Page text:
Before we give you the keys to the car by telling you what to prune, a little education is in order on how to make a proper pruning cut. As every pruning cut is a wound to the tree, care must be taken to minimize damage caused by pruning cuts and to minimize their number and size. The proper pruning cuts, made in the right places and at the right time of year can keep your tree beautiful and safe.
Natural target pruning is the fancy name for making the proper pruning cut. Natural target pruning (NTP) will allow the tree to heal the pruning wound as quickly as possible. NTP wounds heal faster because the cut is made as small as possible (as opposed to flush cutting) with the minimum amount of dead wood remaining (as opposed to leaving a stub). They also are less noticible than the stub cut or flush cut.
The key to NTP is finding the branch collar which is the natural target for the cut. The pruning cut should always be just outside of this collar, but not far enough to leave a stub of branch. The branch collar is evident on many species of tree, some more than others. It is the base of the branch where the natural branch taper begins to flare out as it connects to the limb or trunk. Again, the branch collar should never be injured, cut into or compromized in any way. Some trees make it a little harder on us to find the target cut, but for them there is another rule of thumb generalization developed by Dr. Alex Shigo. Find the branch bark ridge, it is the area of raised bark extending down from the crotch. Find the line perpendicular to the branch to be pruned. Make your cut half way between the two. Using these rules of thumb guideline, the average person can make a pretty good pruning cut.
If the branch to be pruned is larger than you can control easily it necessary to make a 3-part cut to ensure that the bark does not tear down the limb or trunk, resulting in an embarrassing scar and a larger wound. The 3-part cut is done by making an undercut about a foot from the branch collar. End this cut just as the branch is beginning to grab the saw. Directly above the undercut or slightly further our the limb, make the second cut, holding onto the branch so that it can be controlled as it falls. Finish with an NTP cut at the branch collar.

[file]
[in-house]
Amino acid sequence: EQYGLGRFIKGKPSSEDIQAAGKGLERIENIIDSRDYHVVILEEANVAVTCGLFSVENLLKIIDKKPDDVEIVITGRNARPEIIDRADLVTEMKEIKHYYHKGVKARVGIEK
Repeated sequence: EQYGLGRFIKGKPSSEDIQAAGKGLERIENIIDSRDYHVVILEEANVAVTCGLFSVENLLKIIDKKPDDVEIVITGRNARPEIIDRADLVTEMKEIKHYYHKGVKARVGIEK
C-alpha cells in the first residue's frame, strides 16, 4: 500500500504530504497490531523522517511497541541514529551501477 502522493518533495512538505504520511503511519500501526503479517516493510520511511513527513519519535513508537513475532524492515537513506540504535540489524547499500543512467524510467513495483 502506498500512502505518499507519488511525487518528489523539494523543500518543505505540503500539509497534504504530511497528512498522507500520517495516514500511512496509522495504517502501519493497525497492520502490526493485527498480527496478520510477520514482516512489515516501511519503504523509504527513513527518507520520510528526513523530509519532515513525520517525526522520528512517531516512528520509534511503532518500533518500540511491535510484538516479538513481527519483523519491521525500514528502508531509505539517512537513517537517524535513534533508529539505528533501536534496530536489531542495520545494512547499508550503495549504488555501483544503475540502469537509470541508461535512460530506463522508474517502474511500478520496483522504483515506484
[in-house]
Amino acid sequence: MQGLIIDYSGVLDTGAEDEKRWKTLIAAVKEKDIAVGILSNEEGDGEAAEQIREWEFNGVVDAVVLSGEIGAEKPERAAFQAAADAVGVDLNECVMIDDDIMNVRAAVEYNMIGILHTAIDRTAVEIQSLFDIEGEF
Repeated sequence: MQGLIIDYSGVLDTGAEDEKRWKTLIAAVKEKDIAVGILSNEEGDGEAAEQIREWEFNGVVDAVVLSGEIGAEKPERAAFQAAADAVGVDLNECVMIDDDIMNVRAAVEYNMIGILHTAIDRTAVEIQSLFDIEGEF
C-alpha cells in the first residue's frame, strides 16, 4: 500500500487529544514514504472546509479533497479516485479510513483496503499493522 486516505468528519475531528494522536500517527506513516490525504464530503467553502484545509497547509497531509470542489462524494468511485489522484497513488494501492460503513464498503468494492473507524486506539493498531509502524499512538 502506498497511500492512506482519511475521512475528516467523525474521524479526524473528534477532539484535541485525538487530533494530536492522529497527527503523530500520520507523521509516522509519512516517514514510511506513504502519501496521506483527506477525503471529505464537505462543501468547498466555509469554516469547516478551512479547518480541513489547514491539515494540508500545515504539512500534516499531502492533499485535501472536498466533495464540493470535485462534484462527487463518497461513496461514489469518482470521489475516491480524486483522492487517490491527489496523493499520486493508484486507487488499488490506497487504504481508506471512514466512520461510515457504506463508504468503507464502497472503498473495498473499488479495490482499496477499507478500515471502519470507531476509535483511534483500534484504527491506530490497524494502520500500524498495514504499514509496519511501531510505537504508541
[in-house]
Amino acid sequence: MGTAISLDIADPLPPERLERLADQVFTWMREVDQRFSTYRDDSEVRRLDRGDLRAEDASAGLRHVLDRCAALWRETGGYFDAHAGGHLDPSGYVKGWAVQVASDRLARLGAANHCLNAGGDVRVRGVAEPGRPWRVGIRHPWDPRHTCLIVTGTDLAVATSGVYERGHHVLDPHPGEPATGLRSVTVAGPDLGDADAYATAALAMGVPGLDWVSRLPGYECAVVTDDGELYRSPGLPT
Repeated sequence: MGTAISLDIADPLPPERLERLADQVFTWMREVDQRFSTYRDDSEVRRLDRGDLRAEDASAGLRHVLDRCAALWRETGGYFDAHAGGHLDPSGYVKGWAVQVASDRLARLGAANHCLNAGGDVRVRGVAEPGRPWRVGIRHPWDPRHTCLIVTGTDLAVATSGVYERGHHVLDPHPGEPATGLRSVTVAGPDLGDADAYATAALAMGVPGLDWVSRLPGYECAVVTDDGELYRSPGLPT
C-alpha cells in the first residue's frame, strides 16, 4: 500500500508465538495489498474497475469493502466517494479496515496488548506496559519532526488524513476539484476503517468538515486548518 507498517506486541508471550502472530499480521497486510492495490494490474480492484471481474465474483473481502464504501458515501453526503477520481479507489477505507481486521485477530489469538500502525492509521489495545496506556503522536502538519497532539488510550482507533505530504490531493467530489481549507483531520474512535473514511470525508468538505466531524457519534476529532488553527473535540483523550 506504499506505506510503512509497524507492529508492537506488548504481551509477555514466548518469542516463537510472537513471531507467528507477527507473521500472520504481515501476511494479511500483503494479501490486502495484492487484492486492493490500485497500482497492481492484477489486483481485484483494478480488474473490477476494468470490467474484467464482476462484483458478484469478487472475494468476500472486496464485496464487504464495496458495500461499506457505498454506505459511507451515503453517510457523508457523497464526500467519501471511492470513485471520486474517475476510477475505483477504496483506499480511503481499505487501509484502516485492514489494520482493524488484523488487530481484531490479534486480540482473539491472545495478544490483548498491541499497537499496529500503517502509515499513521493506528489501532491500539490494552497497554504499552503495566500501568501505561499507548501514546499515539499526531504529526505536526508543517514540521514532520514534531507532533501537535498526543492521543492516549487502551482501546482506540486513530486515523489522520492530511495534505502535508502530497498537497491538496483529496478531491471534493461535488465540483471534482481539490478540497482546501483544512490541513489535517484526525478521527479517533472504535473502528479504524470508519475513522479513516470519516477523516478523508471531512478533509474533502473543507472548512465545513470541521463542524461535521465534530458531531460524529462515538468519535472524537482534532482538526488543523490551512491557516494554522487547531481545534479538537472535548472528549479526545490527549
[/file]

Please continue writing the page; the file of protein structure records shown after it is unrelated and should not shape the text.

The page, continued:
The type of pruning that an arborist does is based on the goals of the tree owner. Do you want a little more light in the back yard under that Norway maple? You are probably asking for canopy thinning or canopy raising. Want to give those rhododendrons a little more space under the pines? Canopy raising is accomplished by taking low hanging branches. This is also what is done when roof clearance is needed.
If you are looking into a tree and say, “What a mess!” you’re looking for a structural prune. By this the arborist means pruning to make the canopy of the tree more structurally balanced, stable and less likely to cause problems for the health of the tree in the future. Broken, crossing and rubbing branches are removed, along with co-dominant leaders, branches with narrow angles of attachment. Typically, large pieces of deadwood, both attached and hanging, are removed from the tree in this procedure as well.
If you have a pin oak and have noticed all of the little dead branches in the interior, you are looking for removal of deadwood. There is generally a size range given for deadwood removal, for example “Remove deadwood 2 in. +” means that deadwood greater than wrist size will be removed from the tree. If you are able, fine pruning of the majority of the deadwood in a tree (1/4 in. +) can provide multiple benefits. Not only can it tremendously improve the appearance of many species of trees, it can also give a baseline in a tree suspected of having of having health problems for monitoring the rate of dieback.
Establishment pruning is an easy and cost effective way for an owner of a young tree to minimize the future cost of maintenance for that tree. Proper scaffold branch spacing, removal of co-dominant leaders, and removal of crossing branches are all things that can be taken care of for pennies on the dollar when a tree is small. In addition, smaller pruning cuts mean smaller wounds that a vigorous young tree can quickly heal over and recover from.
Canopy reduction pruning has the least effect on the health of the tree when it is relatively young (not past “middle age”), when the pruning cuts can be small and the tree can heal them efficiently. In a mature tree, even “drop crotch” pruning (the industry standard method for reducing the height of a tree) can leave large wounds that the tree may never heal over. Canopy reduction pruning should be practiced on trees that are just getting to the height at which the tree owner would like the tree to be maintained and when the cuts can be kept small.
Pruning is an art form as much as a science. There are some basics that can guide one on their way. Most of the pruning that the homeowner will be doing will be establishment pruning or maintenance of small ornamental trees. In these cases it’s relatively simple. Remove dead, damaged or diseased branches; remove crossing or rubbing branches; remove inward growing branches; and thin out branches that are right on top of each other or redundant branches.
Different shapes or effects can be achieved on small ornamental trees such as Japanese maples and flowering dogwoods through more thoughtful pruning. Take your time with the tree. See how it wants to grow in its space, how the sunlight is effecting it, how it interacts with the rest of the landscape. This is the art of pruning and it requires patience, knowledge of your medium, and observation. If you still feel overwhelmed, or uncertain, call a professional arborist and watch.